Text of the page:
National Biogas Programme of Ethiopia
In order to provide a cleaner and safer source of energy for rural communities, a national programme was initiated to develop a domestic biogas sector in Ethiopia. By supporting private demand and human resources capacity building, the programme helped stimulate a market whereby end-users were supported to buy biogas plants from private suppliers. Over 13,000 smallholder farming families took the opportunity to install biogas digester plants.
Access to modern forms of energy remains sporadic or non-existent in much of rural Ethiopia. As a result the population is predominantly reliant on a scarce and depleting supply of solid fuels like wood and charcoal for cooking and lighting. There is also an increasing use of dung and crop waste as replacement fuels, which could otherwise be better used to enhance soil nutrients and contribute positively to agricultural production. Such inefficient fuels also produce high levels of household air pollution, a serious health hazard, especially affecting women and children.
In order to provide an alternative to wood and charcoal, a programme was initiated to promote a transition to biogas production and use in rural Ethiopia. Biomass energy in the form of biogas is a renewable fuel that is environmentally friendlier and safer than solid fuel alternatives. During the production process an enriched organic fertiliser or slurry is also produced which improves agricultural yields.
The National Biogas Programme began in 2009 with the objective of developing a commercially viable domestic biogas sector. Co-ordinated by the Ministry of Water and Energy, the project was designed by the Ethiopian Government in collaboration with the Netherlands Development Organisation (SNV).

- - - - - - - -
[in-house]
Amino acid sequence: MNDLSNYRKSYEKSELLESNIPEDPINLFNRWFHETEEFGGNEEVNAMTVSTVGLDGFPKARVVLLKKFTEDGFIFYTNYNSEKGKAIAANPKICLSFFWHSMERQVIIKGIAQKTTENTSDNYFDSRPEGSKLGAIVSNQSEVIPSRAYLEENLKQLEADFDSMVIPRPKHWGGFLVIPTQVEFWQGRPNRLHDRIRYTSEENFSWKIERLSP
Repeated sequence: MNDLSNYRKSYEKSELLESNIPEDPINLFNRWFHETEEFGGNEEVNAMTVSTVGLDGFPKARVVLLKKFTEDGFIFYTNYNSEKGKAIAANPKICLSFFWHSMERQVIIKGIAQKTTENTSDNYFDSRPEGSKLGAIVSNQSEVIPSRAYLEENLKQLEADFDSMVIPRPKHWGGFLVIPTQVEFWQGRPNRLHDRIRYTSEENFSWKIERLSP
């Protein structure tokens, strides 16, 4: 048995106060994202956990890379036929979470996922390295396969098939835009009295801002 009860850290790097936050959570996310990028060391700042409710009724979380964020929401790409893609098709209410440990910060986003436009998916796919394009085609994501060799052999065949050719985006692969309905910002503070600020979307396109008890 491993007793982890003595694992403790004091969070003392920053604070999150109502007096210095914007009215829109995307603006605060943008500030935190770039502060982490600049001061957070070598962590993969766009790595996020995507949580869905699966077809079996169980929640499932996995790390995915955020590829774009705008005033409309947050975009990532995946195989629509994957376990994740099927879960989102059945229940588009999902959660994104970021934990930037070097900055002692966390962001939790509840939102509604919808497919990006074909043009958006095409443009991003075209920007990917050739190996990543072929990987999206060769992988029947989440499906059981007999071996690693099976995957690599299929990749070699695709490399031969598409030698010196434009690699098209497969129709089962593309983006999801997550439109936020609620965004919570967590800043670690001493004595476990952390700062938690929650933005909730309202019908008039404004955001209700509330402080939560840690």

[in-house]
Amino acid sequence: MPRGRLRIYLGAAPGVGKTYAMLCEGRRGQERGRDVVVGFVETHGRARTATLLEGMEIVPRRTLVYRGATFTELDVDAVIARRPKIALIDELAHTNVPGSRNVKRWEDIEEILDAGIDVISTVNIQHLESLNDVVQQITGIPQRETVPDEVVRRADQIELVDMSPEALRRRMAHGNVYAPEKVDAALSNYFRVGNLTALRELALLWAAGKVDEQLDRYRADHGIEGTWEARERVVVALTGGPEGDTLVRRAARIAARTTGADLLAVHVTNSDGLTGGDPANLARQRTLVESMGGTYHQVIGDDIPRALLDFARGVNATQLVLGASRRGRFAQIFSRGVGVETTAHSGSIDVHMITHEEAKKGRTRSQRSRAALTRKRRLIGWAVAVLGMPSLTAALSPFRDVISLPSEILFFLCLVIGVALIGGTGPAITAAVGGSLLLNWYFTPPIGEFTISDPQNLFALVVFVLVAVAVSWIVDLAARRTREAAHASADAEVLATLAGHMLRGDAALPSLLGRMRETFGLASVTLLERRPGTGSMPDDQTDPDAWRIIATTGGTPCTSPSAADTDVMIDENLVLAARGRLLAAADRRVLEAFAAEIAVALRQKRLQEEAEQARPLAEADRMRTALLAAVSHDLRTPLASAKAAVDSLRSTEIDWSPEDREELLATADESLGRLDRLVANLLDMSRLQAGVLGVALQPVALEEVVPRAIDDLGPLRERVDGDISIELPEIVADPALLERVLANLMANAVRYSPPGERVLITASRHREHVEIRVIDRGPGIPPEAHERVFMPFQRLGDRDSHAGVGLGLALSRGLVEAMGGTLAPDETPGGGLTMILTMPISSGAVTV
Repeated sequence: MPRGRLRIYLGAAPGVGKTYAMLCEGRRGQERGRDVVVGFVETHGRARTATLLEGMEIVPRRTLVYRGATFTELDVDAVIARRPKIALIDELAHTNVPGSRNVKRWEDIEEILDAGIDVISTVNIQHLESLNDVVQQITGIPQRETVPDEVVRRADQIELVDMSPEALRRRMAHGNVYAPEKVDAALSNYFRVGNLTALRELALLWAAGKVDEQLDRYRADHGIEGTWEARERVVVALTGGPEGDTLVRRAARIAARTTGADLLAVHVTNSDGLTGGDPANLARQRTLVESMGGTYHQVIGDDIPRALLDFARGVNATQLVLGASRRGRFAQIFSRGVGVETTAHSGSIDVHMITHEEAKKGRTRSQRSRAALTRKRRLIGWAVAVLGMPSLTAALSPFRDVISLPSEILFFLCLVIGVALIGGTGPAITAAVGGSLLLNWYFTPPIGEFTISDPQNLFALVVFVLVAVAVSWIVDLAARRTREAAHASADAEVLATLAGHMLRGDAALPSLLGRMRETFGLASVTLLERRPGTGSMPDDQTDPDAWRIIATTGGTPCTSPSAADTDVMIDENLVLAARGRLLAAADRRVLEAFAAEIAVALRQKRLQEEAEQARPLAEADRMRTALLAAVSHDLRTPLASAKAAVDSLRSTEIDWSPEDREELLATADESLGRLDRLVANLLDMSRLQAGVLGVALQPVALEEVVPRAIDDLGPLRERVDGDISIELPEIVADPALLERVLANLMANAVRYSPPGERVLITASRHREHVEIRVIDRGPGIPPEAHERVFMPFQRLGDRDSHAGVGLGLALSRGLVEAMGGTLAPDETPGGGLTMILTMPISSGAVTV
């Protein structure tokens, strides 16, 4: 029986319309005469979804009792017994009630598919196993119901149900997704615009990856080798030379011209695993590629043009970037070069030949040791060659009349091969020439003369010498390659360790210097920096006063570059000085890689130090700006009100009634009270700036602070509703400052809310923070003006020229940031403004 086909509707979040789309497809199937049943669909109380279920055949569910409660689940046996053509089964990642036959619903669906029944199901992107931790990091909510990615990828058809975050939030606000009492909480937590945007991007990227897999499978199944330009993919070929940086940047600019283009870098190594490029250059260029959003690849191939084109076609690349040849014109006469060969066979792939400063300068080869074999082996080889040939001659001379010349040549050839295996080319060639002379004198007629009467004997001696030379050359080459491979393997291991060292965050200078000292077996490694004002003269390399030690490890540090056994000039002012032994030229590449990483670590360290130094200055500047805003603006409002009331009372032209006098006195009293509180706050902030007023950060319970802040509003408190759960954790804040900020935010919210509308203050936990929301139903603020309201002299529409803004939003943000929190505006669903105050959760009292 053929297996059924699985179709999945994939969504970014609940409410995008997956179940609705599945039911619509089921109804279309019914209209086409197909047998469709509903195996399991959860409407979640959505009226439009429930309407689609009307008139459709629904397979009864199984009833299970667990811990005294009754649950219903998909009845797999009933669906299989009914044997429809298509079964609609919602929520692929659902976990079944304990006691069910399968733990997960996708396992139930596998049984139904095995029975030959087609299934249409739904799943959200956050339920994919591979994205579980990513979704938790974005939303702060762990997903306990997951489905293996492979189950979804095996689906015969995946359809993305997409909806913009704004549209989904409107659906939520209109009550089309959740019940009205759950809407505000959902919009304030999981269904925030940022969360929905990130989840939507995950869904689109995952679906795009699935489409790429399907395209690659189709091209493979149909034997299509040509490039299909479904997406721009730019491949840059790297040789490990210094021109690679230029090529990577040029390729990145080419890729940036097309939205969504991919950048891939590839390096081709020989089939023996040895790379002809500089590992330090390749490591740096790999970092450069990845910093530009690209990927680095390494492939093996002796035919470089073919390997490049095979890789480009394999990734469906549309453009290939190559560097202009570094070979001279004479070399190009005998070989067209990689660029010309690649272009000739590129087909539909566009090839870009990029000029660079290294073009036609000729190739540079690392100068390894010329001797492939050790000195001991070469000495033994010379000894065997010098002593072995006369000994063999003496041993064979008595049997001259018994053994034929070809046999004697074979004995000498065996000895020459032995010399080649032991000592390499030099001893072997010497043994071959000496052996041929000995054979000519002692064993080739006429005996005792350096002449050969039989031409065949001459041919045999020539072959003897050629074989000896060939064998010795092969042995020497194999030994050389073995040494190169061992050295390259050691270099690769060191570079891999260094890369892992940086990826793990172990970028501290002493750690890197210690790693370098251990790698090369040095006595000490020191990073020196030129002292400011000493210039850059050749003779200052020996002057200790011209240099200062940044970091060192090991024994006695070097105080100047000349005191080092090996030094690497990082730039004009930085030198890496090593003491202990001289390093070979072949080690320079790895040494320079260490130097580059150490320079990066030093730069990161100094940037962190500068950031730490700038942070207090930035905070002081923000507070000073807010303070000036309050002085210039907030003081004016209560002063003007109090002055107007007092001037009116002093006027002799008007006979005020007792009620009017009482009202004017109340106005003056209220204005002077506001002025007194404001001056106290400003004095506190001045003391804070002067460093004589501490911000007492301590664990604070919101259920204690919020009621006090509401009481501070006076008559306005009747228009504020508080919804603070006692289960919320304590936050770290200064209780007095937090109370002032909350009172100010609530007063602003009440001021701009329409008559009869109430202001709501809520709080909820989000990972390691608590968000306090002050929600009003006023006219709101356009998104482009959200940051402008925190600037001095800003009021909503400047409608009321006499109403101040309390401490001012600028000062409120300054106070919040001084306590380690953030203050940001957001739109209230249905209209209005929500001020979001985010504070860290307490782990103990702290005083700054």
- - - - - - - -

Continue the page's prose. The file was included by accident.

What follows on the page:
The programme aimed to help smallholder farming families install and manage biogas digester plants through promotion and marketing, providing demand subsidies, training, quality management, research and development, monitoring and evaluation, and institutional support.
A marketing and information campaign helped in raising consumer awareness about the benefits of biogas technology, as well as the financial implications and practical issues such as operation and maintenance. Providing incentives through microfinancing arrangements, which offer long-term, low interest credit, also make the technology more affordable and attractive. A subsidy was also provided to biogas users to offset the up-front costs.
Users were able to buy the technology from private suppliers on the competitive market. The programme directly supported the development of this sector by providing tailored training and certifying installers.
To facilitate the programme, training and resource centres were established in the four participating regions of Oromiya, Amhara, Tigray and the South Nations, Nationalities and Peoples’ Region (SNNPR). SNV-Ethiopia and other local capacity builders are providing support and technical assistance through advisory services, resource mobilisation and knowledge brokering.
To date the Programme has resulted in the construction of over 13,000 biogas plants in Ethiopia. More than 90% of these are producing fertiliser as a by-product, which has seen improved agricultural production and incomes, including from the sale of excess slurry to other farmers.
The programme administrators hoped to see the establishment of many biogas installation companies which would eventually create a self-sustaining market. However, company creation has been less than expected, with limited availability qualified masons to properly build the digesters. This is one of the reasons why the programme did not reach its initial targets in terms of total plan installations.
Despite the micro-finance arrangements put in place, availability of credit for households was still too limited. This is seen as a critical component to develop the market at scale, and especially critical to reach the poorest segment of society.
Given the potential for biogas to provide environmental, economic and humanitarian benefits to end-users, lessons could be learned from this example for greening rural economies at scale. It is estimated at GML 7.